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Pakistani PM Joins UN Plea For Help To Cope With 'Worst Ever' Floods As U.S. Sends $30 Million

People affected by flooding wait for relief in in Pakistan's Sindh Province on August 28.
People affected by flooding wait for relief in in Pakistan's Sindh Province on August 28.

The United Nations has issued a flash appeal for $160 million in emergency funding to help Pakistan cope with catastrophic floods that the country's leadership calls the worst in its history.

The flooding has killed more than 1,100 people and destroyed infrastructure and crops, and officials say as much as one-third of the country is underwater.

"Pakistan is awash in suffering," UN Secretary General Antonio Guterres said in a video message on August 30 for the launch of the appeal in Islamabad and Geneva.

"The Pakistani people are facing a monsoon on steroids -- the relentless impact of epochal levels of rain and flooding."

He said the scale of needs, with millions of people forced from their homes, schools and health facilities destroyed and livelihoods shattered by the climate catastrophe, required the world’s collective and prioritized attention.

In Pictures: Pakistan's Lethal Floods

Prime Minister Shehbaz Sharif called the flooding "the worst in the history of Pakistan" and said "the damage to our infrastructure is vast and is spread all over" the country.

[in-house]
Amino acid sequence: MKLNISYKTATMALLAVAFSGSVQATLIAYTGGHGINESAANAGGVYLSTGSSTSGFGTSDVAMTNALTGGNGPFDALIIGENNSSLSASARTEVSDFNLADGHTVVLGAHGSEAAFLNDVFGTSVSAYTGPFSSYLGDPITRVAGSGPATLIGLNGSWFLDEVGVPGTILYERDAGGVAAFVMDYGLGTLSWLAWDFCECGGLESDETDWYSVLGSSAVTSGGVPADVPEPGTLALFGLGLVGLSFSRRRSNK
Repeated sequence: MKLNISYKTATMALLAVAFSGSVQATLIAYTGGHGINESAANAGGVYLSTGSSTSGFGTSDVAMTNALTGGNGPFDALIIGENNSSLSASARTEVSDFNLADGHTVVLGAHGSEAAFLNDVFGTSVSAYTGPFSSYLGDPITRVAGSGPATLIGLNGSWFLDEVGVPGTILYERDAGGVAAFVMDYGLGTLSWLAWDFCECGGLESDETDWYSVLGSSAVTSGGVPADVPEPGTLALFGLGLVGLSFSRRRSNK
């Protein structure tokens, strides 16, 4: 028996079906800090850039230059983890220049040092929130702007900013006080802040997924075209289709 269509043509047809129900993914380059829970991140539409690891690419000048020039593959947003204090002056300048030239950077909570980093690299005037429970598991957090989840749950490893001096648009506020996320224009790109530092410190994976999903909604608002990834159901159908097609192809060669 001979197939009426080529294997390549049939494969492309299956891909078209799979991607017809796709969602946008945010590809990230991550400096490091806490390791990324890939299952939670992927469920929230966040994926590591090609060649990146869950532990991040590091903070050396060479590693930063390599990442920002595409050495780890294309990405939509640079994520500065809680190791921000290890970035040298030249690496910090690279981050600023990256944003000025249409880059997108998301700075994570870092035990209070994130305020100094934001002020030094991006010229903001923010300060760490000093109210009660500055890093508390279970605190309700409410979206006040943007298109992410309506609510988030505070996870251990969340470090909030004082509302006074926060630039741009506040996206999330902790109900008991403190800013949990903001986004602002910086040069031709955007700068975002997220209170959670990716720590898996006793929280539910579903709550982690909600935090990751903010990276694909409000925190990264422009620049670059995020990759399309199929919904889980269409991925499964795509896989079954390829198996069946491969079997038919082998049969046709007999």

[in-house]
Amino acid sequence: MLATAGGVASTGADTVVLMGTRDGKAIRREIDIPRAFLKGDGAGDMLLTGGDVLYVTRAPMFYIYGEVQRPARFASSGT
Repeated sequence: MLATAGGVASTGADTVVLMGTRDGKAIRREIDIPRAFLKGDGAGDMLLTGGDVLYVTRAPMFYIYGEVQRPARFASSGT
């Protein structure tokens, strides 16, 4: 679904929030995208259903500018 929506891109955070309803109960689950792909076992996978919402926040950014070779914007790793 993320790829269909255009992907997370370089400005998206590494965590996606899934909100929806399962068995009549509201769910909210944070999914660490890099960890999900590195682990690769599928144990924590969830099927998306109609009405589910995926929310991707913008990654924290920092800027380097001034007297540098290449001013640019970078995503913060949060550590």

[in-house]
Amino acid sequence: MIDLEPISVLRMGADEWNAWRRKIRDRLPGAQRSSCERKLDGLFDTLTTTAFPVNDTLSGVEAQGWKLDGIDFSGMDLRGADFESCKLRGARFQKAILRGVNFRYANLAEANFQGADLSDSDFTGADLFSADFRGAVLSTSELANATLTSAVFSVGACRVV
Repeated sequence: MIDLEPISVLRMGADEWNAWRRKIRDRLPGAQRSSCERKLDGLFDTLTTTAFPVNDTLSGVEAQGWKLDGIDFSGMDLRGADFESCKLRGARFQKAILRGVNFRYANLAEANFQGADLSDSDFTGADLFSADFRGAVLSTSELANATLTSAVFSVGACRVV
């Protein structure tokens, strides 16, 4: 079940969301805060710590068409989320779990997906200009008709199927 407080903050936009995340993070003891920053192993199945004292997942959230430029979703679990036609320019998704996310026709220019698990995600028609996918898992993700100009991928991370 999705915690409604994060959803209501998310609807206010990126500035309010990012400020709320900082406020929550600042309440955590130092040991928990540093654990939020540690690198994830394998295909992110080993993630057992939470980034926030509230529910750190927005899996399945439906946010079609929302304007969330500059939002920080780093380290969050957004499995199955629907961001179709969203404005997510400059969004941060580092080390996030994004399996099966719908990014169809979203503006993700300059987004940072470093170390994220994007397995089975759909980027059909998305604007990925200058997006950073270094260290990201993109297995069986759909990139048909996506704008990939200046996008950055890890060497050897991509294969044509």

Authorities say they were using military planes, helicopters, trucks, and boats to evacuate stranded people and distributed relief goods among those affected.

The flooding, triggered by heavy monsoon rains since mid-June, has damaged 1 million houses and affected more than 33 million people.

Sharif repeated a call for international assistance to help Pakistanis in crisis.

"I want to give my solemn pledge and solemn commitment...[that] every penny will be spent in a very transparent fashion. Every penny will reach the needy," Sharif said.

Although rains stopped three days ago and floodwaters in some areas were receding, large areas remain submerged.

The U.S. Agency for International Development (USAID) announced on August 30 that the United States was donating $30 million in additional funds to help Pakistan.

It said one of its disaster-management specialists had arrived in Islamabad and would prioritize urgently needed support for food, safe water, nutrition, sanitation and hygiene, and shelter assistance.

According to initial government estimates, the devastation caused $10 billion in damage to the economy.

According to the National Disaster Management Authority, at least 498,000 people in the country of 220 million are in relief camps after being displaced.

Pakistan started receiving international aid this week, and more planes carrying aid from Turkey and the United Arab Emirates landed at an airport near Islamabad on August 30, according to a statement released by the military.

It said Chinese planes carrying aid will also arrive in Pakistan later in the day.

Pakistan has also deployed at least 6,500 soldiers to help authorities in rescue and relief operations.

With reporting by Reuters, AFP, and dpa

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